Why OpenSource is great - Part 2

Why is Free and Open Source Software (FOSS) great? Because it lowers the risk software presents to your business. Here's why:

With FOSS, you have the power of choice, and the freedom of action. Consider a standard scenario for any widely used bit of non-free (call it commercial, although that's not always the case) software. Let's say there's a bug in it that affects your business and that can only be fixed by code changes. In this scenario, you are 100% at the mercy of the supplier of the application. They may consider the bug unimportant, or a low priority compared to other things they want to spend their development time on. Or they may decide it is a bug, and that they want to fix it, but you need to wait for the next scheduled release in 6 months time. It is possible that they might supply you with a quick fix or beta version that fixes the problem, but frankly, that's a rare thing to see, and it's all up to the generosity/flexibility of the supplier.

Compare this to FOSS. Again, let's say there's a bug that affects you, that can only be fixed by code changes. In addition to reporting it to the project maintainers and hoping (roughly analagous to the non-free scenario) you have the option of fixing it yourself or paying someone else to fix it. If the fix is generated by the project maintainers, you then have further choice available. You can wait for the next release, or you can cherry pick that patch from their source code version control repository and apply it to your current version, or run the current snapshot version being developed.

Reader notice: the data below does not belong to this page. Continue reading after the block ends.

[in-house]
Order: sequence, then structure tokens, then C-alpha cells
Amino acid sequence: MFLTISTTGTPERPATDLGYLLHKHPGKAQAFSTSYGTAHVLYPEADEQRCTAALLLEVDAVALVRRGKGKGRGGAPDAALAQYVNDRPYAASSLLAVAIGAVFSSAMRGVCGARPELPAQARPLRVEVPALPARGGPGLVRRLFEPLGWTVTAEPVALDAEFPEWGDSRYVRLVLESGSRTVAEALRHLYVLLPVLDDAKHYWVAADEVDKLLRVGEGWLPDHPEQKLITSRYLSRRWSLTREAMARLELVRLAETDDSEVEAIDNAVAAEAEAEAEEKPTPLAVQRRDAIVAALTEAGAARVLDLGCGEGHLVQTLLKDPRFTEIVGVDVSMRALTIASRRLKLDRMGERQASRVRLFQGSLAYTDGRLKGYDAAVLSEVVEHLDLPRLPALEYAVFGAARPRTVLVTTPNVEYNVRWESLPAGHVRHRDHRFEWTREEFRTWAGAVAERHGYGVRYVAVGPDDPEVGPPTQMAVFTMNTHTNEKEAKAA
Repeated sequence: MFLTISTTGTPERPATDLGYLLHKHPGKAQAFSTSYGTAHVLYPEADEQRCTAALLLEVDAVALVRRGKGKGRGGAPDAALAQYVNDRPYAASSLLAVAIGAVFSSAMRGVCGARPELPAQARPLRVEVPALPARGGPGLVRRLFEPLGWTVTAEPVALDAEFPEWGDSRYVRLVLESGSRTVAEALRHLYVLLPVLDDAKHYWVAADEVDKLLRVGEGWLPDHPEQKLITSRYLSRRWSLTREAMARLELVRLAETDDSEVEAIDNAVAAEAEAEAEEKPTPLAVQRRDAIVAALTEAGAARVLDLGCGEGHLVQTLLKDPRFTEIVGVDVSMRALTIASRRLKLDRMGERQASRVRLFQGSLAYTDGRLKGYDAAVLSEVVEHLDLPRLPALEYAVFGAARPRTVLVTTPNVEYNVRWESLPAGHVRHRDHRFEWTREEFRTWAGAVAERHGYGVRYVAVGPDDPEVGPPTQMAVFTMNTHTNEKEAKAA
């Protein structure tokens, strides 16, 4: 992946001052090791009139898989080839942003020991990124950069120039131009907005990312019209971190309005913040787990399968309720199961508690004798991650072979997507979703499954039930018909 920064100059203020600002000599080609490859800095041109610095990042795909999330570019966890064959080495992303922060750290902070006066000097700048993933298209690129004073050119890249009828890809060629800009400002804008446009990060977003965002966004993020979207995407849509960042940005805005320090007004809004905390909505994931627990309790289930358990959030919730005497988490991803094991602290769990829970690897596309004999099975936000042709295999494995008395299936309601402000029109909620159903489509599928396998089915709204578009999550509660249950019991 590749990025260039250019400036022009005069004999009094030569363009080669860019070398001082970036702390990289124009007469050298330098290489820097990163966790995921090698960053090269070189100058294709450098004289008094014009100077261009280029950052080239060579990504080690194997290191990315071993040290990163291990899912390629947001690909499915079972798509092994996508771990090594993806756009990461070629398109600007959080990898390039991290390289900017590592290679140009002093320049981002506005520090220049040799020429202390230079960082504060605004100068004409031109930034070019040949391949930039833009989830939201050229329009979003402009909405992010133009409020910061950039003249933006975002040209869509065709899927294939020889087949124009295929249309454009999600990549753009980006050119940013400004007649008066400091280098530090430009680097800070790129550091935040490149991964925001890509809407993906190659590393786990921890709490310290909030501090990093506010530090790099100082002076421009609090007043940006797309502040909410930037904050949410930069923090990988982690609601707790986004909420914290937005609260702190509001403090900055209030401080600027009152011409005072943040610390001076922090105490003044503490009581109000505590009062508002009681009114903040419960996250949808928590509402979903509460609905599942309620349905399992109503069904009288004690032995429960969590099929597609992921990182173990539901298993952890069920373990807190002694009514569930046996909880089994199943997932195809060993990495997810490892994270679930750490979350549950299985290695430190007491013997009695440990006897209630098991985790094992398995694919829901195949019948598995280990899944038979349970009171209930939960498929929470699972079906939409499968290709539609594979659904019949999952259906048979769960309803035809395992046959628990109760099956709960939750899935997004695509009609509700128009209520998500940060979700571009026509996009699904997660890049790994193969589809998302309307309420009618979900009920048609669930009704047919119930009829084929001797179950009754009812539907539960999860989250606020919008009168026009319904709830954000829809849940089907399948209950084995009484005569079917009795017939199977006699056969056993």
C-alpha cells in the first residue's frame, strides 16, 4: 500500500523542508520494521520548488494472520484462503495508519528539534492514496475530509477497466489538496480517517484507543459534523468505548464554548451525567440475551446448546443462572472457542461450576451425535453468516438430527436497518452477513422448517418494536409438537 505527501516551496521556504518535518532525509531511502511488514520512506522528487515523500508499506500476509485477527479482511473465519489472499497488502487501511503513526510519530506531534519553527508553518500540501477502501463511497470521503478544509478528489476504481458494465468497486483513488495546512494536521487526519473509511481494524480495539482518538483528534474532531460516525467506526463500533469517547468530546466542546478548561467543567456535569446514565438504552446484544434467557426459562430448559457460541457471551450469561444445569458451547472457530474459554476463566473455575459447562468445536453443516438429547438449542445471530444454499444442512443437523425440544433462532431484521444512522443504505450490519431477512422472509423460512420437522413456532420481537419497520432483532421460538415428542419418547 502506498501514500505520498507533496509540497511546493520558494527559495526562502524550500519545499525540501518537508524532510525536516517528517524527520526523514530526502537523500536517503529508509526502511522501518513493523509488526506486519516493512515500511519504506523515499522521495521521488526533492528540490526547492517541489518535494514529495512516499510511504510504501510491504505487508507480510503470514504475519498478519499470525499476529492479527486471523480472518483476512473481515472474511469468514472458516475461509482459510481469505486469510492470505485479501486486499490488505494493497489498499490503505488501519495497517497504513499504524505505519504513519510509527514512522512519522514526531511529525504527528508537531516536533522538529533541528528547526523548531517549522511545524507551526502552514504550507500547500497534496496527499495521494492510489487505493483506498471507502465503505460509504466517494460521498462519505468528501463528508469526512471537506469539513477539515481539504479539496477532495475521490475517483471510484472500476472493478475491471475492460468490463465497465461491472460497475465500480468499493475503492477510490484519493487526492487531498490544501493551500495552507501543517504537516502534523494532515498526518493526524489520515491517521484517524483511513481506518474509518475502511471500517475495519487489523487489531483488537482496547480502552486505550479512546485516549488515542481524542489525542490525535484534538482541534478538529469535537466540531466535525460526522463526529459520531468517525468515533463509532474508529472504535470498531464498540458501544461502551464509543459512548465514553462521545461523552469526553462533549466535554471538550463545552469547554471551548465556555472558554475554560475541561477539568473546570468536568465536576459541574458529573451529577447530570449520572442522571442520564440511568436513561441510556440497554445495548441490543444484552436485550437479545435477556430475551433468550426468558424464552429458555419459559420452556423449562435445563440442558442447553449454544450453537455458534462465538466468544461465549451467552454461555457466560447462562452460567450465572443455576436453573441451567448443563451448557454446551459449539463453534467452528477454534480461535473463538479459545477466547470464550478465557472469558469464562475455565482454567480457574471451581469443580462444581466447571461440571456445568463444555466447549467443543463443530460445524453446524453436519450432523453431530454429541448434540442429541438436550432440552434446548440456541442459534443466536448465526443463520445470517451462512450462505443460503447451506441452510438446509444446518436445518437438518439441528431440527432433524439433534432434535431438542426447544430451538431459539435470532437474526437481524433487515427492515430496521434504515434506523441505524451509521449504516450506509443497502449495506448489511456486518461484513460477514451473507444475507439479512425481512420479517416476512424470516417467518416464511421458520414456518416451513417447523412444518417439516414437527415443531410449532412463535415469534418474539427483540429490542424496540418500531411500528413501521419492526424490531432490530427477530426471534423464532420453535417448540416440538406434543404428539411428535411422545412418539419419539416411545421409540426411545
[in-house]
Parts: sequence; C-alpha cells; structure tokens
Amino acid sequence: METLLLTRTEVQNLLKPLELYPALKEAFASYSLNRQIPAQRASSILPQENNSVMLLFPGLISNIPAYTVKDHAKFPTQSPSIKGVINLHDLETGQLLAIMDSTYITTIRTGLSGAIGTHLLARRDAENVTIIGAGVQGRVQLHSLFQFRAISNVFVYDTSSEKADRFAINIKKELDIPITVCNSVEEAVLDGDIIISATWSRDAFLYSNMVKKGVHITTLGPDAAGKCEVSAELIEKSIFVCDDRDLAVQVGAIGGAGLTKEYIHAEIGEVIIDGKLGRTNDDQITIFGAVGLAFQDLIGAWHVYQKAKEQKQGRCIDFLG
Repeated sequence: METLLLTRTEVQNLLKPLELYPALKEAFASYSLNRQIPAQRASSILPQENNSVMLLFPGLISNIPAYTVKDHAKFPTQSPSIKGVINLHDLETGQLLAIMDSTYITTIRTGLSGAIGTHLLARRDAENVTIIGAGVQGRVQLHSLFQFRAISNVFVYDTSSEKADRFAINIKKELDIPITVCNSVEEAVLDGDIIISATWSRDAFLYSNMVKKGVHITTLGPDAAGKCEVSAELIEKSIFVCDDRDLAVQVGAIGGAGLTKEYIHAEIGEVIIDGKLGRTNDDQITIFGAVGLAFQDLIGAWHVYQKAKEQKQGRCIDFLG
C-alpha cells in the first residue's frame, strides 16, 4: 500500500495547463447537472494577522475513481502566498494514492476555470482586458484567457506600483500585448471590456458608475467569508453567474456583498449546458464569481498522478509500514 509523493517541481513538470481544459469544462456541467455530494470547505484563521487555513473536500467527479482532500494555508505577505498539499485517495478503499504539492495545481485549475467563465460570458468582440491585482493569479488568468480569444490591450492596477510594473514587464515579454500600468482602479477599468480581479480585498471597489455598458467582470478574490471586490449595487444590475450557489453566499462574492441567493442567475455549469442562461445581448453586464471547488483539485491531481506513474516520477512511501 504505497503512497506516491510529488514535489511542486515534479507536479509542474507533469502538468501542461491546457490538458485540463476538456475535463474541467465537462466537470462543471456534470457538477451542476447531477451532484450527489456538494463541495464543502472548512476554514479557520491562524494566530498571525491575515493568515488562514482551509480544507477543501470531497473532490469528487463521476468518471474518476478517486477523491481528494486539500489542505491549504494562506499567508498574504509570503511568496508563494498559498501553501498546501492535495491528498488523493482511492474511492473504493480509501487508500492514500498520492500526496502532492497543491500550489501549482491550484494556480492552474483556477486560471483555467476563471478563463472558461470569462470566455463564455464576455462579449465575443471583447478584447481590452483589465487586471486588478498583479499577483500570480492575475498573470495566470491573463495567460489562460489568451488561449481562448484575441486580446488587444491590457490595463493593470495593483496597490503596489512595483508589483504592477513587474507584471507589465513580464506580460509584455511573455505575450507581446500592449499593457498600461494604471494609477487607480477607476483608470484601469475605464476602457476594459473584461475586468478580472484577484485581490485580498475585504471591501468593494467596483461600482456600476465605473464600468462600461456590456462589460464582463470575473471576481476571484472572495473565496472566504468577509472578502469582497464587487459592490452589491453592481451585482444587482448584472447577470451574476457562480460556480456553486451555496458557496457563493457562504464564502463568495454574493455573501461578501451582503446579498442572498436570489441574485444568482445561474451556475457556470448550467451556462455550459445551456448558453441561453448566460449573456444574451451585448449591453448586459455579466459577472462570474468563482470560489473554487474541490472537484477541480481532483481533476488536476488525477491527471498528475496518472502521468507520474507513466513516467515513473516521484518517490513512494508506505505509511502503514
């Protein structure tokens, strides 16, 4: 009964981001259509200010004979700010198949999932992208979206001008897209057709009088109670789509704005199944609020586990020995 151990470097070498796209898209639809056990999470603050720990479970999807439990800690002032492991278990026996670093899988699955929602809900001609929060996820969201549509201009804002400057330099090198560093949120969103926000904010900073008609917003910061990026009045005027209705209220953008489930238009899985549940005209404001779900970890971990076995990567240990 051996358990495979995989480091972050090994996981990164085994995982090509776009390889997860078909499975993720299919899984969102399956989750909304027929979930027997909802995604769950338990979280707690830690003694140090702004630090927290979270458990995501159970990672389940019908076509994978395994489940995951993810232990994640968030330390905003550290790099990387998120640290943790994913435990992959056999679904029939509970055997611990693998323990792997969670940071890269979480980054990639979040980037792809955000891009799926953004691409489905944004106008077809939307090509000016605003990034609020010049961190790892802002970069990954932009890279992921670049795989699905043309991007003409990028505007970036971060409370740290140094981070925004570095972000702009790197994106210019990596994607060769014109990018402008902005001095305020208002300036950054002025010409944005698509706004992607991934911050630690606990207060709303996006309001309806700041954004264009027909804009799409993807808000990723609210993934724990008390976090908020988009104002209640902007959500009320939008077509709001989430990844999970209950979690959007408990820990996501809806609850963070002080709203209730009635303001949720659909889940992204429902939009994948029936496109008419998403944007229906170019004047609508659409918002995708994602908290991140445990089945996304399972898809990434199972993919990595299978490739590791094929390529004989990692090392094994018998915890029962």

Yes, there are costs and risks to taking these choices, but the important thing is, it's up to you to make that choice. You can weigh up the cost and risk against the benefit to your business. It's up to you to decide, not an employee of another company that will by definition almost never have your interests as their priority.

There are other possible risks as well. Consider a critical piece of software that runs only in the presence of some sort of license server with time-limited licenses (I'm thinking something like AutoCad, although there are plenty of others). What do you do if that company goes out of business? Or, if for some reason, they decide not to sell you licenses anymore, perhaps for legal reasons, or maybe just because they don't like you, or they've changed resellers and the new ones are numpties? If your business is based on this software, you're up the proverbial creek without a paddle. You could find and run a cracked version, but that's illegal and ill-advised. If your business depends on the data locked up in an application specific format that is "proprietary", you're screwed.

Compare this to FOSS: Your license is perpetual and never expires. If you want to run a version that's 10 years old because it works, does everything you need, you're fine. There's no external entity that can withhold the keys needed to access your data. Further, the data format of files saved by FOSS software is by definition itself openly available. The code is there and available, to be extracted and used in whatever way you need to be able to get to your data.

FOSS is about keeping control and choice in your hands. How important is your data, and access to the software to manipulate it? I'd wager the answer is "Very Important". In that case, can you take the risk of using non-free software?